Environment Secretary Roy Cimatu is calling for a global effort to save migratory birds that are at risk of extinction, following the loss of habitat in their flight path and climate change.
Cimatu made the call in his speech that was delivered by Undersecretary Jim Sampulna of the Department of Environment and Natural Resources during the opening rites of the 2nd East Asian-Australasian Flyway Congress at L’Fisher Hotel in Bacolod City yesterday.
Around 200 delegates from different countries, such as Russia, India, Bangladesh, Malaysia, United States of America, Cambodia, Japan, and Pakistan participated in the congress that will run until October 11 and tackle the effects of climate change on wetlands and migratory waterbirds. It will also come up with management strategies to save the wetland habitat for sustainable urban future.
“While migratory waterbirds endure strong winds, harsh weather and numerous predators to fly thousands of miles, we believe that it is just imperative that we also come together, as one body, for a flyway-wide collaboration,” Cimatu said.
He said the Philippines is home to thousands of migratory birds. “We have seven sites that were designated as wetlands of international importance, or Ramsar Sites, with a surface area of around 244,000 hectares, and more than 70 other wetlands are also in the country.”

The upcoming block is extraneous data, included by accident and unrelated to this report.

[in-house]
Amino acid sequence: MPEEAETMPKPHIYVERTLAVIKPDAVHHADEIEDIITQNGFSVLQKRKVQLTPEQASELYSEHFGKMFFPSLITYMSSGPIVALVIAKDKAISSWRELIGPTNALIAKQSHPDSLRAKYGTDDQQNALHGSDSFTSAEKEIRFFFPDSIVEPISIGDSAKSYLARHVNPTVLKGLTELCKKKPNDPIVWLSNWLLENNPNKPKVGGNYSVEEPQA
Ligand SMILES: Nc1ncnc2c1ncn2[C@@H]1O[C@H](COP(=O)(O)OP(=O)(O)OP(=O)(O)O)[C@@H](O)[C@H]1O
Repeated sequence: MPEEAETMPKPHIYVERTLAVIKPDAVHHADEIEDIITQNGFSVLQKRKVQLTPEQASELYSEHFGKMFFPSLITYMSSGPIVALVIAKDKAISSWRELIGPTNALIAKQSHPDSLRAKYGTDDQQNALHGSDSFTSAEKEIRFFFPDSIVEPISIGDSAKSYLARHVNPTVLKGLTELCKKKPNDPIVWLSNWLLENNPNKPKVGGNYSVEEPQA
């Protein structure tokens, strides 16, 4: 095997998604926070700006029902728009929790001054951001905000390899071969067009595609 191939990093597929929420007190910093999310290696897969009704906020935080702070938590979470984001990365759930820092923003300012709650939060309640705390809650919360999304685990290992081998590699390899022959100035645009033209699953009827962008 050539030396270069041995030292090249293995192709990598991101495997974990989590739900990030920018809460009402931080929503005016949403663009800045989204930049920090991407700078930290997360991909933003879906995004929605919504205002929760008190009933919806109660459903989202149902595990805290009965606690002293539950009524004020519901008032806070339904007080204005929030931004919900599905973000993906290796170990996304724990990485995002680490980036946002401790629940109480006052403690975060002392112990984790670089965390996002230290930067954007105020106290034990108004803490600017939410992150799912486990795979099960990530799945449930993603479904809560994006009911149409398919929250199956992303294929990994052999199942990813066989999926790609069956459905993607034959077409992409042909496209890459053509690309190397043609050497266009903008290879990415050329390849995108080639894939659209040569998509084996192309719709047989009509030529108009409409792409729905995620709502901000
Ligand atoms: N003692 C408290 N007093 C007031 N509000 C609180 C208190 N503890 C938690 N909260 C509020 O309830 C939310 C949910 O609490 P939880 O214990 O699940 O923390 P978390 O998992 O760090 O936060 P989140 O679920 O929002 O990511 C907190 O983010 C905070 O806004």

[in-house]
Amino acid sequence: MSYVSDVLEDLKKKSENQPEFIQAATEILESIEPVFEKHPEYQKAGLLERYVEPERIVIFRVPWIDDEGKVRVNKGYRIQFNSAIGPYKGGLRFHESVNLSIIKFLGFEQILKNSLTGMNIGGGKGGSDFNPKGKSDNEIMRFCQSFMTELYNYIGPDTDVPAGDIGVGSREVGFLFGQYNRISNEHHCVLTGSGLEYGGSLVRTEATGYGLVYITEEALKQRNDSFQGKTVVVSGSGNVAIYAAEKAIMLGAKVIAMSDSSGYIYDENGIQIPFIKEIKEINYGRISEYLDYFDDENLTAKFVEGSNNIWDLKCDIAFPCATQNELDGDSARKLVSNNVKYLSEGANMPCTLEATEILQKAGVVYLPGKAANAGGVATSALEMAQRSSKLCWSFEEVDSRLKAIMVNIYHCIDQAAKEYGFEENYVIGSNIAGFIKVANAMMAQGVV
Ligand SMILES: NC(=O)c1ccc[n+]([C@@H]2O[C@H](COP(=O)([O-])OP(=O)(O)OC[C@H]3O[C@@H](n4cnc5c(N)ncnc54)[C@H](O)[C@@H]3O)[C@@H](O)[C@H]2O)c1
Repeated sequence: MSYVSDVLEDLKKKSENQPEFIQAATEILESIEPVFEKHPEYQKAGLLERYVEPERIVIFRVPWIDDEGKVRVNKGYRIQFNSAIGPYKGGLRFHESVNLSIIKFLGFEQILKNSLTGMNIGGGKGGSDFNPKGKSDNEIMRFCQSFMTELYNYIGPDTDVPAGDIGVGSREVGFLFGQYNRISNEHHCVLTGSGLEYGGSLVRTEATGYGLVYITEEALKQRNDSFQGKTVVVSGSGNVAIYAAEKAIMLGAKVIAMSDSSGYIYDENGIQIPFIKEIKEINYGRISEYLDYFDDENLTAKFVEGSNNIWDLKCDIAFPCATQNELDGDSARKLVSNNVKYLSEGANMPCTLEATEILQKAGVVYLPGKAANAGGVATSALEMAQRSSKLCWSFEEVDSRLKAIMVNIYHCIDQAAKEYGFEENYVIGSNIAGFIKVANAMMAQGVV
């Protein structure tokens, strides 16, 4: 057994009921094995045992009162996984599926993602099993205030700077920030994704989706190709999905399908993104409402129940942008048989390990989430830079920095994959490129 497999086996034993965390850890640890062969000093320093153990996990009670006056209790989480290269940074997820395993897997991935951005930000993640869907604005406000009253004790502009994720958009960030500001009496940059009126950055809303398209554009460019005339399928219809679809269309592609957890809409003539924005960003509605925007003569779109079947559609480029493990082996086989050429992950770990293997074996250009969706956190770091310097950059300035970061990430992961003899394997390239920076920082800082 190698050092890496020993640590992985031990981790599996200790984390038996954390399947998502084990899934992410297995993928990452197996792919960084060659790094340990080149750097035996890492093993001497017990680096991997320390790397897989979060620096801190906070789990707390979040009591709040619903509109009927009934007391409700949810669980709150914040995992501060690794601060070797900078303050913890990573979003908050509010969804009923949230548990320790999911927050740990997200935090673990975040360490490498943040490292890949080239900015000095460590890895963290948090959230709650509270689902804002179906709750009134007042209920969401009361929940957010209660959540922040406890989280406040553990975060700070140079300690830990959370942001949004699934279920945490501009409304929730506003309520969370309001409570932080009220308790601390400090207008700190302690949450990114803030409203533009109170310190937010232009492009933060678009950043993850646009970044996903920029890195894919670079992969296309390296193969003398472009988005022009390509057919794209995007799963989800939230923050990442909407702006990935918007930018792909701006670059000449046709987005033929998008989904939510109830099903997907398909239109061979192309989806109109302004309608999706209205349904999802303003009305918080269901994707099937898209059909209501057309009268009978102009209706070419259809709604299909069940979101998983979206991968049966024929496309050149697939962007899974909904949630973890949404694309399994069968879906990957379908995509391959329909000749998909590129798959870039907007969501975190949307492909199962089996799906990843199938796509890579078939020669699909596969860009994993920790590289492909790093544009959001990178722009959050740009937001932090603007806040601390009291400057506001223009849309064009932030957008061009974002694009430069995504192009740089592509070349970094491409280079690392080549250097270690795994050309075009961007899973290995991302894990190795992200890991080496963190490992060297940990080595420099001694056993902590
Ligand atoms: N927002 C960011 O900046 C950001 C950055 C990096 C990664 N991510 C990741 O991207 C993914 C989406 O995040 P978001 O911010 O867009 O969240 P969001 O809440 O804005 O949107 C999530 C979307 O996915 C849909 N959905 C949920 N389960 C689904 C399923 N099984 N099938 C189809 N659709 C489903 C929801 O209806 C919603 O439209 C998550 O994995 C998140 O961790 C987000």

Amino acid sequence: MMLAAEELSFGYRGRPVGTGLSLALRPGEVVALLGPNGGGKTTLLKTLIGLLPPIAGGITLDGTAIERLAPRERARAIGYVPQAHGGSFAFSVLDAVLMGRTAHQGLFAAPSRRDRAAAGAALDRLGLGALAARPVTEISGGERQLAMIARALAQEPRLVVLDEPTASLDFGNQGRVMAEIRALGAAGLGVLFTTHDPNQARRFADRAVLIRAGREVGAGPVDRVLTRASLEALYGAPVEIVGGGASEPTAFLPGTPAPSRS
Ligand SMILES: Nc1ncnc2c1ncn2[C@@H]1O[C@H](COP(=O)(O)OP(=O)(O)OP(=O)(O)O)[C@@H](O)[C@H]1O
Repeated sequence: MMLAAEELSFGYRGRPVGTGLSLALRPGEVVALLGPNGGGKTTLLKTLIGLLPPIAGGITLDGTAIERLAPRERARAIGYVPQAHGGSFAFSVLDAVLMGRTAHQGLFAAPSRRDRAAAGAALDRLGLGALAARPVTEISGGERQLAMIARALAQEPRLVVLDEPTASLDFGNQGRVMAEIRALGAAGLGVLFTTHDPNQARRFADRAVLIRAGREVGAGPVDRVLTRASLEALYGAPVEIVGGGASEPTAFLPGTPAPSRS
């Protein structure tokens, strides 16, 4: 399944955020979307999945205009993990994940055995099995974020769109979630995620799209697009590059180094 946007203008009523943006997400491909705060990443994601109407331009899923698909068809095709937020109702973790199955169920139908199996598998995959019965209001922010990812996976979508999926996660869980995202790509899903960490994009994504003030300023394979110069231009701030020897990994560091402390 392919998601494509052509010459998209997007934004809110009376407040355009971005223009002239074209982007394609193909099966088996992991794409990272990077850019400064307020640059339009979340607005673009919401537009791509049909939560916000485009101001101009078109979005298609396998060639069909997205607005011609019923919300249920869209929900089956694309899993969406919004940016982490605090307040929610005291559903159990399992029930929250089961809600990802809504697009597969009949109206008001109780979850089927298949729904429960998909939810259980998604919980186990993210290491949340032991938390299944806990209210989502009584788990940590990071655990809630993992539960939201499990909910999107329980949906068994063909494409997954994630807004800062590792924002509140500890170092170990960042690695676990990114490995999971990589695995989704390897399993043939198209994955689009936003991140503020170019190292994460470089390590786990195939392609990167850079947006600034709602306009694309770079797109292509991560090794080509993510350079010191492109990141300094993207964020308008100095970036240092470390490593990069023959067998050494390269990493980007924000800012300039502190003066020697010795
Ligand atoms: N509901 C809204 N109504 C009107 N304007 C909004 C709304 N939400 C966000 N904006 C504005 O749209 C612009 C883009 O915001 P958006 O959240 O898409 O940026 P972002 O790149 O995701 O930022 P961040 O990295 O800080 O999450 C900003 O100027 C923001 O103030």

He added that the Philippines continuously serves as haven to more than 300,000 birds during the migration season.
Negros Occidental, the latest addition to the Ramsar Sites in the country, is home to the Negros Occidental Coastal Wetlands Conservation Area that covers nine municipalities and a city, he said.
Due to habitat loss, changes in land use, and increased human disturbance, as well as climate change, play an adverse role on bird migration and affect their biodiversity, he added.
“We are grateful that we have convened again renowned scientists, researchers, and environmentalists and undertakings about migratory birds and their wetland habitats. Conferences such as this provide us with a valuable opportunity to get our acts together,” he said.
He also said it is imperative to modify approaches to wildlife conservation and natural resources management in the protection of migratory birds and the ecosystem.*
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